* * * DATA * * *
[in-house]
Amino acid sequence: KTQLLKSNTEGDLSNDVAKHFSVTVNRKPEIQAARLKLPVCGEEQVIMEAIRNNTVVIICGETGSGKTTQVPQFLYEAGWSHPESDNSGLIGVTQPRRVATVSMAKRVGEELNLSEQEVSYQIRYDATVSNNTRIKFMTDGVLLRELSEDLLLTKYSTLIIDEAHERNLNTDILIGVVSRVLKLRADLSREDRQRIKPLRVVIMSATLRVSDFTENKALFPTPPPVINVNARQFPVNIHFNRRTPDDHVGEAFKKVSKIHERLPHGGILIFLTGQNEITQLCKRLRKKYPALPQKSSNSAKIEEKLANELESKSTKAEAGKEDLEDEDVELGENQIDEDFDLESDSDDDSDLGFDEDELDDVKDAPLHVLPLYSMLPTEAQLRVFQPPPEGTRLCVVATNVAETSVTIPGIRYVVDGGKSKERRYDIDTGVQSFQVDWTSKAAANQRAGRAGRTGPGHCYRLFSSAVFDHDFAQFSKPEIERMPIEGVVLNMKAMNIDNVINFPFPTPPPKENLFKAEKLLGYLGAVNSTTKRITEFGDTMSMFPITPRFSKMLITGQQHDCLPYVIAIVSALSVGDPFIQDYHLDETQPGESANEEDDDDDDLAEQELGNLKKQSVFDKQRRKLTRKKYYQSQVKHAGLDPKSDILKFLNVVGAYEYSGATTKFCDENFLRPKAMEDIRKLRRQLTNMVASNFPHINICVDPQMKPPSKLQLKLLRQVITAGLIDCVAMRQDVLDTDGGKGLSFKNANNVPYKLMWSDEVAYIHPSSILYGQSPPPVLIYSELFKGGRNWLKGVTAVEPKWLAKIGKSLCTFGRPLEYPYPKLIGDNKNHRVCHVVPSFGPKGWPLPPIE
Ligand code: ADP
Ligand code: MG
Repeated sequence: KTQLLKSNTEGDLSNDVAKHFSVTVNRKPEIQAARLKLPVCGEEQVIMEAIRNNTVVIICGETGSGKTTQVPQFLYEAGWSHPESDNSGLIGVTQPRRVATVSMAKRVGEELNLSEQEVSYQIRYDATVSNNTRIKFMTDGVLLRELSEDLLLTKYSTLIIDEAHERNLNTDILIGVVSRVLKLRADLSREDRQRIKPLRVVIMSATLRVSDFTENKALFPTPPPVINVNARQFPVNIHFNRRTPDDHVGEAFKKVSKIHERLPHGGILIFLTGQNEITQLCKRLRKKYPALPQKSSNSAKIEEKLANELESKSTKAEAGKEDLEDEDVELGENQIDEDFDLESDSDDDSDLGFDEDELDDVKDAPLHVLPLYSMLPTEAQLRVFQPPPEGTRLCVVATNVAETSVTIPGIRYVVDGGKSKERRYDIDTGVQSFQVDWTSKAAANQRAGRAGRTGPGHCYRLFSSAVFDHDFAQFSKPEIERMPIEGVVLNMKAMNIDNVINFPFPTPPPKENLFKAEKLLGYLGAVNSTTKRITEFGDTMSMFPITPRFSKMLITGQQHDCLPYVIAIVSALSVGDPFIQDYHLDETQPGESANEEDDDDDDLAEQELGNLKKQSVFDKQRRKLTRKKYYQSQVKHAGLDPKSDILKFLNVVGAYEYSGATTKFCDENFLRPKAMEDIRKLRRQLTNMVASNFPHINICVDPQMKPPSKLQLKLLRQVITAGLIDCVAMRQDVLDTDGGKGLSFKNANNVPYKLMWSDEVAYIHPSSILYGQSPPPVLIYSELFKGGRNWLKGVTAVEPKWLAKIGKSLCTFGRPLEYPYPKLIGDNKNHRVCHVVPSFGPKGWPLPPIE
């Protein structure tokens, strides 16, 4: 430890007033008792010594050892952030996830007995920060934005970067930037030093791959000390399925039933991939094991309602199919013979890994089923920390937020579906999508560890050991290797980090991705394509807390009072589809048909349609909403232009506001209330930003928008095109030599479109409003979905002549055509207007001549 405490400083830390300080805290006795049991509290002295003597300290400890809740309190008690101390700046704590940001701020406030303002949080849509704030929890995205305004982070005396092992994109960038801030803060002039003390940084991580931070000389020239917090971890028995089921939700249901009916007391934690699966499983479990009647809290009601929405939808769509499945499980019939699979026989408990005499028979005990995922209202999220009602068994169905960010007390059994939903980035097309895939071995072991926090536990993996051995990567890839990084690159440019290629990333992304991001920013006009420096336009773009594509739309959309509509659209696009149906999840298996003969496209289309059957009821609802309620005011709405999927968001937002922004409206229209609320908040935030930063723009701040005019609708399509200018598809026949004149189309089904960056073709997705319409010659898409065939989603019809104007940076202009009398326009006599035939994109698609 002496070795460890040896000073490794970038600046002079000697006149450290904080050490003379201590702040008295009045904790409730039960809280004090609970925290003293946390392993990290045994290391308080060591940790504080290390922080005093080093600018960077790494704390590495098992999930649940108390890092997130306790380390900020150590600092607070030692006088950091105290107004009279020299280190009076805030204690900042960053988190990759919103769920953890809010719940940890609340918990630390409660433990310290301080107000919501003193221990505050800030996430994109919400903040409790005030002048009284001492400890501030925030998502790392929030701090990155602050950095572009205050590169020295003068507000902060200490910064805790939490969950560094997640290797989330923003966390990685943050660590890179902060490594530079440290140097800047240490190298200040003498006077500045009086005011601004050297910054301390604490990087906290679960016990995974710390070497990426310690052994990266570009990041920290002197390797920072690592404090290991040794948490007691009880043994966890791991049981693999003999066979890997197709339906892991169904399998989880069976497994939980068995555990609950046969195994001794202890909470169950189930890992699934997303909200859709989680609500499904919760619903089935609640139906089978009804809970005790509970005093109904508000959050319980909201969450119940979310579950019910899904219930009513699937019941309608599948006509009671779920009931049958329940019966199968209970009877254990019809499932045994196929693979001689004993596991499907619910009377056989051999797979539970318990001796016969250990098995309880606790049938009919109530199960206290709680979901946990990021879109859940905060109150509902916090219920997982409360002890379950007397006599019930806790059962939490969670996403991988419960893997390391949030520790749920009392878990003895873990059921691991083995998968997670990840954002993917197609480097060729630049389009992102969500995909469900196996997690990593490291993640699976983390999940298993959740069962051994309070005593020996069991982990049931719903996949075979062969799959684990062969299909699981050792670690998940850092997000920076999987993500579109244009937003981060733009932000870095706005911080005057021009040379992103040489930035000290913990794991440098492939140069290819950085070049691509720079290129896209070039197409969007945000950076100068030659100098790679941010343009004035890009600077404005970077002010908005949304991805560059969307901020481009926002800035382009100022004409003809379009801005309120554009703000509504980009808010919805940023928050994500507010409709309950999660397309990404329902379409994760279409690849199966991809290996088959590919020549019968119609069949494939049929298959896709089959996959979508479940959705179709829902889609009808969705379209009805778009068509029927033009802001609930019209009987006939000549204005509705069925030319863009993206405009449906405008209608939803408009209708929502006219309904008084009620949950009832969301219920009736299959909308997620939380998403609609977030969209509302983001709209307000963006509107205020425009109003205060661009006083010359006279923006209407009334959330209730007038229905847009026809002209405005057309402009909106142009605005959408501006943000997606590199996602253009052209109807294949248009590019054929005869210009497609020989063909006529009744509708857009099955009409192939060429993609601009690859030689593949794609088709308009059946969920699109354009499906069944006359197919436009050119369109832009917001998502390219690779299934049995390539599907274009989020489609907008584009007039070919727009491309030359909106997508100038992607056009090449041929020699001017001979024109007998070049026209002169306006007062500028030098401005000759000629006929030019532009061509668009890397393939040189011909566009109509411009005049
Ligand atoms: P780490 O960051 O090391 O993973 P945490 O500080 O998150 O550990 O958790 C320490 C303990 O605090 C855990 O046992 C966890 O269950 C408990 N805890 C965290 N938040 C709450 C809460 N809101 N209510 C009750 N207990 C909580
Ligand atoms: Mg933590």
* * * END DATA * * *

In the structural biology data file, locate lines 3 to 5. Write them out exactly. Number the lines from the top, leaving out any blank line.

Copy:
Ligand code: ADP
Ligand code: MG
Repeated sequence: KTQLLKSNTEGDLSNDVAKHFSVTVNRKPEIQAARLKLPVCGEEQVIMEAIRNNTVVIICGETGSGKTTQVPQFLYEAGWSHPESDNSGLIGVTQPRRVATVSMAKRVGEELNLSEQEVSYQIRYDATVSNNTRIKFMTDGVLLRELSEDLLLTKYSTLIIDEAHERNLNTDILIGVVSRVLKLRADLSREDRQRIKPLRVVIMSATLRVSDFTENKALFPTPPPVINVNARQFPVNIHFNRRTPDDHVGEAFKKVSKIHERLPHGGILIFLTGQNEITQLCKRLRKKYPALPQKSSNSAKIEEKLANELESKSTKAEAGKEDLEDEDVELGENQIDEDFDLESDSDDDSDLGFDEDELDDVKDAPLHVLPLYSMLPTEAQLRVFQPPPEGTRLCVVATNVAETSVTIPGIRYVVDGGKSKERRYDIDTGVQSFQVDWTSKAAANQRAGRAGRTGPGHCYRLFSSAVFDHDFAQFSKPEIERMPIEGVVLNMKAMNIDNVINFPFPTPPPKENLFKAEKLLGYLGAVNSTTKRITEFGDTMSMFPITPRFSKMLITGQQHDCLPYVIAIVSALSVGDPFIQDYHLDETQPGESANEEDDDDDDLAEQELGNLKKQSVFDKQRRKLTRKKYYQSQVKHAGLDPKSDILKFLNVVGAYEYSGATTKFCDENFLRPKAMEDIRKLRRQLTNMVASNFPHINICVDPQMKPPSKLQLKLLRQVITAGLIDCVAMRQDVLDTDGGKGLSFKNANNVPYKLMWSDEVAYIHPSSILYGQSPPPVLIYSELFKGGRNWLKGVTAVEPKWLAKIGKSLCTFGRPLEYPYPKLIGDNKNHRVCHVVPSFGPKGWPLPPIE